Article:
CRBI uses federal, state and local laws to force action that protects, preserves and restores the Coosa River and its tributaries across a 5,000-square-mile land area stretching across north Georgia and northeast Alabama.
CRBI reviews pollution control permits for municipal and industrial wastewater facilities to prevent unnecessary pollution of our waterways, reviews land development plans to protect streams and wetlands, responds to citizen complaints of pollution problems and lobbies federal, state and local decision makers to secure laws that protect our water for boating, swimming, fishing and drinking water.
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Recent Advocacy posts:
Jill Nolin of the Georgia Recorder wrote this excellent piece on the history of this long-lasting effort to dedicate environmental ...Read More
The 2021 Legislative Session is well under way. While CRBI is not traveling to the Capitol in person this year ...Read More
Green: 0-126 cfu/100mLconsidered safe for recreational use by the state of GeorgiaYellow: +126-235 cfu/100mLmoderate risk of illnessRed: +235 cfu/100mLhigh risk ...Read More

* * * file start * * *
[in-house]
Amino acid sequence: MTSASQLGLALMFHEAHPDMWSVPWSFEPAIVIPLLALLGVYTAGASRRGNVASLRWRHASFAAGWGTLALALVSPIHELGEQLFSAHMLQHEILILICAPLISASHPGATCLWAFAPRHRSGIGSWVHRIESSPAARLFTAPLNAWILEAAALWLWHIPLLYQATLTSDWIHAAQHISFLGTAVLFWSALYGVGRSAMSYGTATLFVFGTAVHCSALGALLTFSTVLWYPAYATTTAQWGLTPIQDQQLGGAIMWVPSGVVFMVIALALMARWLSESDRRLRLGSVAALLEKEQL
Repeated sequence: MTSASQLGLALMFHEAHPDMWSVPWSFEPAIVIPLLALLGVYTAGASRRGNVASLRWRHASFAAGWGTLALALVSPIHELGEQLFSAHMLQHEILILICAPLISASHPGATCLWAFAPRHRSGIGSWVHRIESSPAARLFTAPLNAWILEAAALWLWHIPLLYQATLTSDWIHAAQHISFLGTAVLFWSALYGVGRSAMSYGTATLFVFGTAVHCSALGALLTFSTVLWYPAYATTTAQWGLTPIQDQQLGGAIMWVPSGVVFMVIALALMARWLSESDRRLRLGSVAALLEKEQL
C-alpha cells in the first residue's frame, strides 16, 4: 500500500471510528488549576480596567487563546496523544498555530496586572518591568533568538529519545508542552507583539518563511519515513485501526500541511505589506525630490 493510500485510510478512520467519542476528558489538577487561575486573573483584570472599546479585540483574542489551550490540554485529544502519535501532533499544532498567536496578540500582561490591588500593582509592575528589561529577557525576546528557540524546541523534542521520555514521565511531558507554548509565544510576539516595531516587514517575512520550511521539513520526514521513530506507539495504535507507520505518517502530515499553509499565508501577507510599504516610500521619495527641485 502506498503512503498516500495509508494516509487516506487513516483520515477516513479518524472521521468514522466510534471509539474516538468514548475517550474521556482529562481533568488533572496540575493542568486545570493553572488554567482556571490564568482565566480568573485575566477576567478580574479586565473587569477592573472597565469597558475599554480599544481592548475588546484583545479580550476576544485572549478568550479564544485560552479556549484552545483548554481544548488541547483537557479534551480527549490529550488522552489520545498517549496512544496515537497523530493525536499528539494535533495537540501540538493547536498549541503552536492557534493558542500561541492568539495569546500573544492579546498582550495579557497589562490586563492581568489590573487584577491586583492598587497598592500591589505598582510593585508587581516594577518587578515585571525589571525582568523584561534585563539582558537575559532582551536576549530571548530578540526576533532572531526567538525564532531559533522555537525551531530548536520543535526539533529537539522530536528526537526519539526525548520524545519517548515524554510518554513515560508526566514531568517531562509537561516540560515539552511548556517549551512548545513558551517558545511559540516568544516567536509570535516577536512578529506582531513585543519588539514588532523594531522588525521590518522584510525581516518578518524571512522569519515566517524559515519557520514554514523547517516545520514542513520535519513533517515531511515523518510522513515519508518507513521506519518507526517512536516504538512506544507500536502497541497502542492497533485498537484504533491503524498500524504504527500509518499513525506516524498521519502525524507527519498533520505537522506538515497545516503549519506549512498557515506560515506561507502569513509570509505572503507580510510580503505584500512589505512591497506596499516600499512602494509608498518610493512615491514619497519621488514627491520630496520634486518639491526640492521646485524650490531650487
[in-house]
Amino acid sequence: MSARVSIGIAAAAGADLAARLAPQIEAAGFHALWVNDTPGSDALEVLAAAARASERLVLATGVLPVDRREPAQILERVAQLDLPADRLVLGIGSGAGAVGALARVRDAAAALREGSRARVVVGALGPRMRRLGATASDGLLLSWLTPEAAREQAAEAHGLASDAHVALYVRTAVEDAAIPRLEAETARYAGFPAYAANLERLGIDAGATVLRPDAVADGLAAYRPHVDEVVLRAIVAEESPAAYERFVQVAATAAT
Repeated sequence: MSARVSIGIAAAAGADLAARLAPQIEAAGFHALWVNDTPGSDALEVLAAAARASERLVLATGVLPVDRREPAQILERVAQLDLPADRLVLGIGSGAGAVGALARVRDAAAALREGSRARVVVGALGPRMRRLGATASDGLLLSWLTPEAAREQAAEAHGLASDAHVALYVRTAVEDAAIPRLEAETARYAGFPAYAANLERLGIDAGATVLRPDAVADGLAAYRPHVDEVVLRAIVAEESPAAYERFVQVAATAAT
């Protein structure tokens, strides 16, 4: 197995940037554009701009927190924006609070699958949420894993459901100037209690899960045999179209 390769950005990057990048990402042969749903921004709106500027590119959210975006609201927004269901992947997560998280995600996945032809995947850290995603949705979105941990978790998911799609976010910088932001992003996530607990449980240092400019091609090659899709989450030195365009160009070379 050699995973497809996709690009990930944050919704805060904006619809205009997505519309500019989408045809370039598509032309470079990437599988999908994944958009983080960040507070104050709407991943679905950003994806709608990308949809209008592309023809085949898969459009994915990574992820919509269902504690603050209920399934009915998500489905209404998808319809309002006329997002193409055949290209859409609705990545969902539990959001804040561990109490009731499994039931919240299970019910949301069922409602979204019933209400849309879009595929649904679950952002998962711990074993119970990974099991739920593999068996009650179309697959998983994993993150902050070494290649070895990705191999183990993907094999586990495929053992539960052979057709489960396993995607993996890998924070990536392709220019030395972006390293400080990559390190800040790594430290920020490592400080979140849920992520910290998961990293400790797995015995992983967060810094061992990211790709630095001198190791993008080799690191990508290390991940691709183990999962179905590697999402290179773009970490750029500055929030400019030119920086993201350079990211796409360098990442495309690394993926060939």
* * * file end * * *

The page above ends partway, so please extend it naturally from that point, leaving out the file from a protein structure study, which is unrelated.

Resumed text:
Watch as the Georgia Senate unanimously approves HR 164 - a constitutional amendment that will allow the General Assembly to ...Read More
Senate Bill 280 would prohibit the distribution of single-use plastic bags by retail stores, with some exemptions (bags used for ...Read More
Georgia's 2020 legislative session is in full swing and we want to keep you in the know on CRBI's legislative ...Read More
These ponds collectively contain tens of millions of tons of coal ash - a byproduct of burning coal to generate ...Read More
The Environmental Protection Division of the Georgia Department of Natural Resources recently conducted the opening hearing of the 2019 Triennial ...Read More
For 50 years, the Clean Water Act has protected families and communities by preventing unchecked and unlimited pollution from contaminating ...Read More
Coal Ash is the byproduct of burning coal to generate electricity. It also contains several toxic, harmful substances that are ...Read More